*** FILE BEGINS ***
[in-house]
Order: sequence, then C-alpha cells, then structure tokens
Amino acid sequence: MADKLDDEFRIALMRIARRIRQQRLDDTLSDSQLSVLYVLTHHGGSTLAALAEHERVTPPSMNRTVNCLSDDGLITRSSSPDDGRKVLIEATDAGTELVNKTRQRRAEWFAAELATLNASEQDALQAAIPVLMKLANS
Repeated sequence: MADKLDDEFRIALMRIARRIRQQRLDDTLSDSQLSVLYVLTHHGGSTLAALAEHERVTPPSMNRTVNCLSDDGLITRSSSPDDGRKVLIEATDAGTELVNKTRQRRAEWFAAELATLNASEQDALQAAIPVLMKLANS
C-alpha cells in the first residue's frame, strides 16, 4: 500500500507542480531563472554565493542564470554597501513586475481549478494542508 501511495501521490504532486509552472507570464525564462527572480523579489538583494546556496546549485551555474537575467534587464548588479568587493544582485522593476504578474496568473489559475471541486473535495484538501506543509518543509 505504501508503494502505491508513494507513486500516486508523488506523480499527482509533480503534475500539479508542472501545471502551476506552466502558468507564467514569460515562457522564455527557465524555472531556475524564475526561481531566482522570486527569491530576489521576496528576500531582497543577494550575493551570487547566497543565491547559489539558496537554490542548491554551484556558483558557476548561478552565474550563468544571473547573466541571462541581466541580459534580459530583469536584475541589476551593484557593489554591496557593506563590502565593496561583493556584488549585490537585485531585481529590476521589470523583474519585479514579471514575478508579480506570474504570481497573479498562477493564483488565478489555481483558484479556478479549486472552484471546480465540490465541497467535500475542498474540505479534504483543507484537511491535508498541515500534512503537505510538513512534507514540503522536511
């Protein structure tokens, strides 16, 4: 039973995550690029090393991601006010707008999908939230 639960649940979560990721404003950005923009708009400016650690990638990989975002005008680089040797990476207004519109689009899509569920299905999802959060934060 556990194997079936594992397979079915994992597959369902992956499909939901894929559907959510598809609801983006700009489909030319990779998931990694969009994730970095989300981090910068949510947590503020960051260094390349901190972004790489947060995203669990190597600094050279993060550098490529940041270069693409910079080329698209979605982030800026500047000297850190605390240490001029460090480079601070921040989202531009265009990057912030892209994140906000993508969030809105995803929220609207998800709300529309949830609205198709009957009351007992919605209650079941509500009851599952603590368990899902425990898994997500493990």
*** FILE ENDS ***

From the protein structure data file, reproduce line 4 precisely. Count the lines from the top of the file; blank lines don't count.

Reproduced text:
Repeated sequence: MADKLDDEFRIALMRIARRIRQQRLDDTLSDSQLSVLYVLTHHGGSTLAALAEHERVTPPSMNRTVNCLSDDGLITRSSSPDDGRKVLIEATDAGTELVNKTRQRRAEWFAAELATLNASEQDALQAAIPVLMKLANS